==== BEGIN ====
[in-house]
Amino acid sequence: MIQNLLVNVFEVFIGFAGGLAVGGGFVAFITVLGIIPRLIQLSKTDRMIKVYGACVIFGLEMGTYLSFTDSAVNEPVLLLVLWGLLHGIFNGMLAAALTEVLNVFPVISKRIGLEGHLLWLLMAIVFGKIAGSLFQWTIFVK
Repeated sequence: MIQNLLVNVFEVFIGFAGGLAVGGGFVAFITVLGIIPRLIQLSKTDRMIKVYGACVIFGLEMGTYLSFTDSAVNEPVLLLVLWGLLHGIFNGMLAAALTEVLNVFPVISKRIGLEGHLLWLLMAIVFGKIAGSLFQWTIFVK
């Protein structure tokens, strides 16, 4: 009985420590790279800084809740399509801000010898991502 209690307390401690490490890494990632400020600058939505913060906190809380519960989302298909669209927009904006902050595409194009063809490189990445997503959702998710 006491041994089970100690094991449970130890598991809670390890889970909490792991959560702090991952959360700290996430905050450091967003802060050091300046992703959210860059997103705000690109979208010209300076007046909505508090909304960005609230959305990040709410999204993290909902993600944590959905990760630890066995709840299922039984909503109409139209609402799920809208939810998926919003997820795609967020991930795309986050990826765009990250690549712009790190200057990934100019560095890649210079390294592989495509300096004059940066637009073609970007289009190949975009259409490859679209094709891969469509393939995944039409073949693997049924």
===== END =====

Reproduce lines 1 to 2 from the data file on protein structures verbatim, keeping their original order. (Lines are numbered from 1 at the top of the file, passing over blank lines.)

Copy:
[in-house]
Amino acid sequence: MIQNLLVNVFEVFIGFAGGLAVGGGFVAFITVLGIIPRLIQLSKTDRMIKVYGACVIFGLEMGTYLSFTDSAVNEPVLLLVLWGLLHGIFNGMLAAALTEVLNVFPVISKRIGLEGHLLWLLMAIVFGKIAGSLFQWTIFVK